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into the holy scriptures, which are the true sayings of the Holy Spirit.' Which forms of citation do not occur in the epistles published by Mr. Wetstein. I omit those common forms, in the same epistle to the Corinthians, It is written, and the scripture says, and the like.' 4. Clement's quotations of texts of scripture, especially of the Old Testament, which are large and numerous, are neat and distinct. But the writer of these two epistles jumbles texts and books together, and quotes in a very confused manner. How Clement quotes may be seen by any, who look into his epistle. Having quoted a passage of scripture, when he proceeds to take another passage out of another book, or out of the same book, he usually says: And in another place,' or the like. I do not deny, thats the writer of these epistles does also sometimes make use of like forms of transition. But oftentimes his quotations are exceedingly jumbled and confused. For instance, Therefore he rightly said to such a genera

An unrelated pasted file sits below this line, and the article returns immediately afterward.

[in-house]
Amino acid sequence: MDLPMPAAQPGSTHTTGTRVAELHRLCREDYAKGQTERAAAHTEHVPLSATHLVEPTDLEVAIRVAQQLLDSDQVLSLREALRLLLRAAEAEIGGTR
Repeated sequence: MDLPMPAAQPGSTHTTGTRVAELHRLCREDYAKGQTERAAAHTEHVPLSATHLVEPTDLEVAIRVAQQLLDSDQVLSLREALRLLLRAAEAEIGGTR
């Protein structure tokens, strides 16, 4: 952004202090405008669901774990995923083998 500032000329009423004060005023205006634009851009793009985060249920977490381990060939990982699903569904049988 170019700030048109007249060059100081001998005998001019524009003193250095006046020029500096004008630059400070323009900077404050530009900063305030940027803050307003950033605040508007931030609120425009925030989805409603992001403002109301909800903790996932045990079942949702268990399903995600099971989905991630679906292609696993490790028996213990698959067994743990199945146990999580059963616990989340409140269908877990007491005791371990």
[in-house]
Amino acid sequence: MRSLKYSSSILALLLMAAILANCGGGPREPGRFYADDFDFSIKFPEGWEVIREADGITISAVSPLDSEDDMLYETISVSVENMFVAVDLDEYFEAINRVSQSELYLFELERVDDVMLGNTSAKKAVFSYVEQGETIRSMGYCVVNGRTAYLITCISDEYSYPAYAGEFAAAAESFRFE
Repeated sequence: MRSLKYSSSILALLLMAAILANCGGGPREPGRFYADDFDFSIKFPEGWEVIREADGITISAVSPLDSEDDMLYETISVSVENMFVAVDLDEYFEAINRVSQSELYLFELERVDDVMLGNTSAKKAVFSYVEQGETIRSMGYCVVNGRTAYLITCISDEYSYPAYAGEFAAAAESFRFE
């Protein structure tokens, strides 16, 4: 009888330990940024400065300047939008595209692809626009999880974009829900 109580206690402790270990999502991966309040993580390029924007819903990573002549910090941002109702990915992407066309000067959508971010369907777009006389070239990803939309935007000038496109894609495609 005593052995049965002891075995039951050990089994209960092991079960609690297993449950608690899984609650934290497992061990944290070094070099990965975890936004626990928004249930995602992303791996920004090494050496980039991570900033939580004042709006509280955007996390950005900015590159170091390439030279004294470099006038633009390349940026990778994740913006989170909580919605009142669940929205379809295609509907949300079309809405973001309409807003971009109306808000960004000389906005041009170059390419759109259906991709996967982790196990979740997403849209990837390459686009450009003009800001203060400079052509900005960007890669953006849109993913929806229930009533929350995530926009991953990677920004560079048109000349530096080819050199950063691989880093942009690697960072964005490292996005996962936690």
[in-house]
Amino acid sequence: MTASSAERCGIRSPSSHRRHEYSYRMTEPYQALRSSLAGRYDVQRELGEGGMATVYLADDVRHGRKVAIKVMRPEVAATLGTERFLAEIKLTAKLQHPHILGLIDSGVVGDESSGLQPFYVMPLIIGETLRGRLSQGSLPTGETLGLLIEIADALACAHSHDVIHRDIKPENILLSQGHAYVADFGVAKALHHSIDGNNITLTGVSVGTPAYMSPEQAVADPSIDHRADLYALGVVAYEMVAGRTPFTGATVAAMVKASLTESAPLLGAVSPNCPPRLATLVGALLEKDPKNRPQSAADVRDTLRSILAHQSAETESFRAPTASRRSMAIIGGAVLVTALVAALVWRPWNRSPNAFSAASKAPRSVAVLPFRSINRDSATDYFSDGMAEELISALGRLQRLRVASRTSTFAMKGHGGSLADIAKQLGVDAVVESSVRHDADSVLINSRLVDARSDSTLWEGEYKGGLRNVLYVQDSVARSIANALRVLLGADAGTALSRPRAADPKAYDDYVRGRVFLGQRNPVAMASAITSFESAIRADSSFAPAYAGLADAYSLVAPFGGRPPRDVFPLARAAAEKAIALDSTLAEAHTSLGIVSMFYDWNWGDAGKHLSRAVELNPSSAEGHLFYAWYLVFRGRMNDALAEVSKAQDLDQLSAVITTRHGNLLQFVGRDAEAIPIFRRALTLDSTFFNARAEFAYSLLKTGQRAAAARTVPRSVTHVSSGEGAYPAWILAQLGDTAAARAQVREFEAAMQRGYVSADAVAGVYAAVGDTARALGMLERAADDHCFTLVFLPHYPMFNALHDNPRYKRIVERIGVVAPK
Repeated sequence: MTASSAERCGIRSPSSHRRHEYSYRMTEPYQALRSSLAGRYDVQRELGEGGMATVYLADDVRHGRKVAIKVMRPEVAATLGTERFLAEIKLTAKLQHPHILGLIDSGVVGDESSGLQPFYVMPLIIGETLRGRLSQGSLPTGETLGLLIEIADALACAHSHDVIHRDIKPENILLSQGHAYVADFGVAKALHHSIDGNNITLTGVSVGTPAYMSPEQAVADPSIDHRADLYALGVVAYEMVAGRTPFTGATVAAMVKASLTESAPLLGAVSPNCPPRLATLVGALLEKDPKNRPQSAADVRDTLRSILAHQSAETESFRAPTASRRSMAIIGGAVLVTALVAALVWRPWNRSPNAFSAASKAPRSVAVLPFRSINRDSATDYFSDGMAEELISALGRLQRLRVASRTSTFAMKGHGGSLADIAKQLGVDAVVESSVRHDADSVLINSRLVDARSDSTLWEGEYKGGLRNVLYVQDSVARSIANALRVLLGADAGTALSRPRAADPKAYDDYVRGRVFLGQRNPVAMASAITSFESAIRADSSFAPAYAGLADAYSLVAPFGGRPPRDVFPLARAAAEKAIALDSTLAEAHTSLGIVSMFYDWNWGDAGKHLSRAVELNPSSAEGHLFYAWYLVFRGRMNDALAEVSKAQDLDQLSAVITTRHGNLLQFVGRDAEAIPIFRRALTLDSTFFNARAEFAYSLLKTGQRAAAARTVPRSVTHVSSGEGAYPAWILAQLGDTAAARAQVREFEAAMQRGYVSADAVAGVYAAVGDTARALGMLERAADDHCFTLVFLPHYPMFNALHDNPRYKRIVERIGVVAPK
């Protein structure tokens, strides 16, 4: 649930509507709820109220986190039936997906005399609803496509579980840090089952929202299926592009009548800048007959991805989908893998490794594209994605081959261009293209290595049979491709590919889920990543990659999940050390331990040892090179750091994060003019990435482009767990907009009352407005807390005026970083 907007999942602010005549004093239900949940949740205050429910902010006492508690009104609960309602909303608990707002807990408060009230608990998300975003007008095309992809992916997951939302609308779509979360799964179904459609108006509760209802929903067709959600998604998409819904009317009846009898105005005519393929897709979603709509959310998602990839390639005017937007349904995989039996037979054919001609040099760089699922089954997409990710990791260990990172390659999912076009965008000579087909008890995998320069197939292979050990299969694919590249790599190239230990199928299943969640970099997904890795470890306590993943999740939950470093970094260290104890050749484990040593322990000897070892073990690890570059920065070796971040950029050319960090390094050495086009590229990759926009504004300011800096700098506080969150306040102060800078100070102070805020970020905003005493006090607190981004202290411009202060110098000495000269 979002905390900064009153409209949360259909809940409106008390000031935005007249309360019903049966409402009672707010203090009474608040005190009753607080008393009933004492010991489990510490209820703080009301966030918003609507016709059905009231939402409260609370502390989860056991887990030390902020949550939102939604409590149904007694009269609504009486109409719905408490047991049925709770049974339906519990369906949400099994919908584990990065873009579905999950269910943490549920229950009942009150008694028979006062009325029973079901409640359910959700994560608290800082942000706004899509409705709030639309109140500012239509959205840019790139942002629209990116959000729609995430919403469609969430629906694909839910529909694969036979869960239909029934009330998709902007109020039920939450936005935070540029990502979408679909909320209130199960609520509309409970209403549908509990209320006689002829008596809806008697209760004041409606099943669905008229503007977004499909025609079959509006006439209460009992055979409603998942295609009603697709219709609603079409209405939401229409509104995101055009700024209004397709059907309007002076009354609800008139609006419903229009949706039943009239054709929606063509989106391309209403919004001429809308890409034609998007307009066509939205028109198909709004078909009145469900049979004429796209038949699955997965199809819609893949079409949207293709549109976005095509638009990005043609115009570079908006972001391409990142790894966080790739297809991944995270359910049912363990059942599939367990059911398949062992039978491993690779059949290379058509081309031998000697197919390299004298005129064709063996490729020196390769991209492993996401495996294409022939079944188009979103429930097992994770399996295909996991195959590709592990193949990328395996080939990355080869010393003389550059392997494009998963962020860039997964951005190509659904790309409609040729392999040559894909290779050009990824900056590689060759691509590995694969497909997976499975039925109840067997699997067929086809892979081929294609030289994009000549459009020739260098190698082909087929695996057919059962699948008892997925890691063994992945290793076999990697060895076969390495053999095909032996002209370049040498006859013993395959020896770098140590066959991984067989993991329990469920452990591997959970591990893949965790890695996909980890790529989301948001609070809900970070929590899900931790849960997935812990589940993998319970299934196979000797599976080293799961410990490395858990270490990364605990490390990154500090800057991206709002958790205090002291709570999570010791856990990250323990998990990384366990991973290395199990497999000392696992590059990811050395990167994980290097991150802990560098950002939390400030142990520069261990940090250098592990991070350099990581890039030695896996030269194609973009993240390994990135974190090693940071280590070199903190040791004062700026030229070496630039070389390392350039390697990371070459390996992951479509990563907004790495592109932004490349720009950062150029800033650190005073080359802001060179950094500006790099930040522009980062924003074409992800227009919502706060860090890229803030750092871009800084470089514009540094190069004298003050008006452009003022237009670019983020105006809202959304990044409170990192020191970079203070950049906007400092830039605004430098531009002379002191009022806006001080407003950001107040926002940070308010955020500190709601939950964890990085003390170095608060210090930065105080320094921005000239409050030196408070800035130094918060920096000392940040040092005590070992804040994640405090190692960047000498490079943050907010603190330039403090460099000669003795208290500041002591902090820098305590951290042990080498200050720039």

tion: "My Spirit shall not always dwell with man, because they are flesh. Every one therefore in whom is not the spirit of Christ, he is not his." As it is written: "The spirit of the Lord departed from Saul, and an evil spirit 'from the Lord troubled him." See Gen. vi. 3. Rom. viii. 9. 1 Sam. xvi. 14.
2. Mr. Wetstein, as an instance of agreement between the epistle of Clement, and the epistles published by him, says, that there is a doxology in the middle of one of them. I suppose, that Mr. Wmay refer to the sixth chapter of his second epistle, at the end of which there is an Amen. But I see not there, nor any where else in these epistles, neither in the middle, nor at the endings of them, one doxology. Which therefore leads me to observe another dif ference between these epistles, and the generally received epistle of Clement to the Corinthians. For in that epistle, as has been often observed by learned men, there are at least seven or eight doxologies.